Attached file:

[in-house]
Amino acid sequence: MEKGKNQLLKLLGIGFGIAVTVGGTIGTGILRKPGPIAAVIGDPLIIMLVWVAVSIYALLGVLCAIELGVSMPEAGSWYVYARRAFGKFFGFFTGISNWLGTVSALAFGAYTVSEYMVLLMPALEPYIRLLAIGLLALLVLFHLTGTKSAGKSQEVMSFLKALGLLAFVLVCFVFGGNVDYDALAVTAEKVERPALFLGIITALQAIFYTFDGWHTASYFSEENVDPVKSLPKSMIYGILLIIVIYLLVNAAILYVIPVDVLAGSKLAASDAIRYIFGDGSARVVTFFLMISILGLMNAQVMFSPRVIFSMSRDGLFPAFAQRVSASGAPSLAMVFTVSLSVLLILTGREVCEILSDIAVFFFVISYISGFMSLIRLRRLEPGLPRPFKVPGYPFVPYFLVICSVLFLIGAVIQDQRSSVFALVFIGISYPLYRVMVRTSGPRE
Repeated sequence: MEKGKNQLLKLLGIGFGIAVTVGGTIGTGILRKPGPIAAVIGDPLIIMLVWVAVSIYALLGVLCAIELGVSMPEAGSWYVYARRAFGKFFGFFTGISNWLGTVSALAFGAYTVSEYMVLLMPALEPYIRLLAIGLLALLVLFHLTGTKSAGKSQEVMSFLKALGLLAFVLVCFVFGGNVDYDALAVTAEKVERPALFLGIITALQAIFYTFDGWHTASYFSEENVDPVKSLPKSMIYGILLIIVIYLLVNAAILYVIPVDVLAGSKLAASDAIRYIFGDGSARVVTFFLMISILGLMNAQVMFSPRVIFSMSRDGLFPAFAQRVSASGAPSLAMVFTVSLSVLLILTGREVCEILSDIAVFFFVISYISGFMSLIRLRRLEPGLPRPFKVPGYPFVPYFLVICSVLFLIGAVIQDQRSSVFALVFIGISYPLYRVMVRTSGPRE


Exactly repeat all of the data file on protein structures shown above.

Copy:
[in-house]
Amino acid sequence: MEKGKNQLLKLLGIGFGIAVTVGGTIGTGILRKPGPIAAVIGDPLIIMLVWVAVSIYALLGVLCAIELGVSMPEAGSWYVYARRAFGKFFGFFTGISNWLGTVSALAFGAYTVSEYMVLLMPALEPYIRLLAIGLLALLVLFHLTGTKSAGKSQEVMSFLKALGLLAFVLVCFVFGGNVDYDALAVTAEKVERPALFLGIITALQAIFYTFDGWHTASYFSEENVDPVKSLPKSMIYGILLIIVIYLLVNAAILYVIPVDVLAGSKLAASDAIRYIFGDGSARVVTFFLMISILGLMNAQVMFSPRVIFSMSRDGLFPAFAQRVSASGAPSLAMVFTVSLSVLLILTGREVCEILSDIAVFFFVISYISGFMSLIRLRRLEPGLPRPFKVPGYPFVPYFLVICSVLFLIGAVIQDQRSSVFALVFIGISYPLYRVMVRTSGPRE
Repeated sequence: MEKGKNQLLKLLGIGFGIAVTVGGTIGTGILRKPGPIAAVIGDPLIIMLVWVAVSIYALLGVLCAIELGVSMPEAGSWYVYARRAFGKFFGFFTGISNWLGTVSALAFGAYTVSEYMVLLMPALEPYIRLLAIGLLALLVLFHLTGTKSAGKSQEVMSFLKALGLLAFVLVCFVFGGNVDYDALAVTAEKVERPALFLGIITALQAIFYTFDGWHTASYFSEENVDPVKSLPKSMIYGILLIIVIYLLVNAAILYVIPVDVLAGSKLAASDAIRYIFGDGSARVVTFFLMISILGLMNAQVMFSPRVIFSMSRDGLFPAFAQRVSASGAPSLAMVFTVSLSVLLILTGREVCEILSDIAVFFFVISYISGFMSLIRLRRLEPGLPRPFKVPGYPFVPYFLVICSVLFLIGAVIQDQRSSVFALVFIGISYPLYRVMVRTSGPRE